Irish in Rebellion - The 1916 rising

By Sean MacCarthaigh

The 1916 rising is regarded as a seminal moment in Irish history, but it failed to attract popular support at the time, writes IrishAbroad's Sean MacCarthaigh.

By 1916, the First World War was grinding along, and the Home Rule Bill, which would have given a measure of independence to Ireland, had been suspended in the British parliament.

The Irish Volunteers, a paramilitary group seeking freedom for Ireland, continued to train and drill its men, as did the Ulster Volunteers, a similar organisation dedicated to keeping the union with Britain.

But a secret section within the Irish Volunteers, the Irish Republican Brotherhood (IRB), had lost patience with the British and was planning a rebellion.

They knew that with a massive British military garrison in Ireland, they would be outnumbered. But they hoped the very act of armed resistance would spark a national uprising.

By January, the IRB hooked up with the socialist leader James Connolly and his Irish Citizens' Army, and the rebels began working towards an Easter deadline.

On Easter Monday - 24 April - about 1,200 men and women ignored a countermanding order from the head of the Irish Volunteers not to rebel, and seized the General Post Office (GPO) and other buildings around Dublin.

In a written proclamation, they stated that Ireland was now a republic, and guaranteed "religious and civil liberty, [and] equal rights and equal opportunities to all citizens". (Click here to read proclamation)

The British reacted with fury, and crushed the Dublin rebellion, along with smaller uprisings in Wexford and Galway, over the following five days. By the end, 64 rebels, 132 British soldiers and 230 civilians had died; a large part of the centre of Dublin had suffered damage, mostly from British artillery fire.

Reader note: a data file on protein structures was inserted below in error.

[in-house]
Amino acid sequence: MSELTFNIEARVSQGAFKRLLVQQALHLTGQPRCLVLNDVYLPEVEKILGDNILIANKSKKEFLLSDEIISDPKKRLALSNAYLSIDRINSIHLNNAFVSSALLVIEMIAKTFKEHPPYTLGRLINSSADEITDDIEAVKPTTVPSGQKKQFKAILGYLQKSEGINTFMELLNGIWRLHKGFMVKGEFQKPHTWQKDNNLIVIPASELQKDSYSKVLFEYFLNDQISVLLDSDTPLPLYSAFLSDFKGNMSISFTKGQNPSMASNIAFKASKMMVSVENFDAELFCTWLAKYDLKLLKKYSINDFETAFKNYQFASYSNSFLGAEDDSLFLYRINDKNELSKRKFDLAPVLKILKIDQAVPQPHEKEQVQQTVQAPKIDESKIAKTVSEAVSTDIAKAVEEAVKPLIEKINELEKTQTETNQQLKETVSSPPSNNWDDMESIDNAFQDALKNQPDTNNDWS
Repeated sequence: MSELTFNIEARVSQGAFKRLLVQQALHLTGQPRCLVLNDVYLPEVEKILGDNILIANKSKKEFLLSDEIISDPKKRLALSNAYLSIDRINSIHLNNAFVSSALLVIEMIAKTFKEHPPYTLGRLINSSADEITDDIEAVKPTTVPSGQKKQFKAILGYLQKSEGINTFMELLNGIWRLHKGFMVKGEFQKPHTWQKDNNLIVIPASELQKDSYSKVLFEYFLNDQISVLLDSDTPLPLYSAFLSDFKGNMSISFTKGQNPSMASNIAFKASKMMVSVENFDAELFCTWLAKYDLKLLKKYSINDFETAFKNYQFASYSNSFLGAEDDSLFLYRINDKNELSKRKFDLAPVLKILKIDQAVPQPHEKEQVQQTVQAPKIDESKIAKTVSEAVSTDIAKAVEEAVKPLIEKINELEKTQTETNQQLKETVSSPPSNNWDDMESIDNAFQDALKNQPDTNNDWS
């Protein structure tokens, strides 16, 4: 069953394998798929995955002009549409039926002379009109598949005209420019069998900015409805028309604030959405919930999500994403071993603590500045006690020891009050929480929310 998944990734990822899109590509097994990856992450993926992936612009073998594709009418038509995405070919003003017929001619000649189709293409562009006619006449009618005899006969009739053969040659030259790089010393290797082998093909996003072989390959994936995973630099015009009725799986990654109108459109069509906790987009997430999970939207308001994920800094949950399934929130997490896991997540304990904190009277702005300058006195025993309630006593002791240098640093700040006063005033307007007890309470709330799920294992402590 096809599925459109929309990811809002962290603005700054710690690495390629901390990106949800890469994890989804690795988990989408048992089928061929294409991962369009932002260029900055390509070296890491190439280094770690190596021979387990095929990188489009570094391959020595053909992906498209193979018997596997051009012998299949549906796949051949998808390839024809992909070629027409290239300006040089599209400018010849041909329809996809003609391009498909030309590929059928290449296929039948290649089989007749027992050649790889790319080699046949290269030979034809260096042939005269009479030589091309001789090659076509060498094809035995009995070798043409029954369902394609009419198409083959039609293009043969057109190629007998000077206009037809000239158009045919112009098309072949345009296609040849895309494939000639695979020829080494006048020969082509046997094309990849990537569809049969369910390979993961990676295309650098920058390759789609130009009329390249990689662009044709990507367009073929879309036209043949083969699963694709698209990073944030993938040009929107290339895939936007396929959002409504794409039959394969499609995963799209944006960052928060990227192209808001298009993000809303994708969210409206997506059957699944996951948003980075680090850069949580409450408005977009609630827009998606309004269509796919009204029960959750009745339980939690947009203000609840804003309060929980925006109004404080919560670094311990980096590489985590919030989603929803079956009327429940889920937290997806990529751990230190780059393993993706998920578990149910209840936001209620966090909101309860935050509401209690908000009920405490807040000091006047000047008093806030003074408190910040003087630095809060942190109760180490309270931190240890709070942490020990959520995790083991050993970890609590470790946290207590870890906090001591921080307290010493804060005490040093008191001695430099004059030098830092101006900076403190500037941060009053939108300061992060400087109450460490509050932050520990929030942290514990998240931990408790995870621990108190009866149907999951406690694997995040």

The rising did not spark a national rebellion, but the vengeful manner in which the British executed its leaders - which included tying the wounded James Connolly to a chair before shooting him - sickened most people.

Within a short time, the participants in the rising were regarded as heroes motivated by the highest of ideals, and this paved the way for the emergence of the more pragmatic campaign of guerrilla warfare under Michael Collins' Irish Republican Army (IRA).

In the decades since independence -- particularly during the IRA's most recent campaign in the North -- the 1916 Rising has remained a subject for debate and controversy. It is clear that the vast majority of ordinary Irish people in 1916 did not, at the time, approve of the violence of the Rising, but had some sympathy with its aims.

This example of 'retrospective support' for political violence represented an uncomfortable occurrence for commentators opposed to the IRA's actions. Some reacted by claiming that Padraic Pearse, along with James Connolly the Rising's most inspirational figure, was a naive and bloodthirsty idealist with homosexual tendencies.

 


 
 
 
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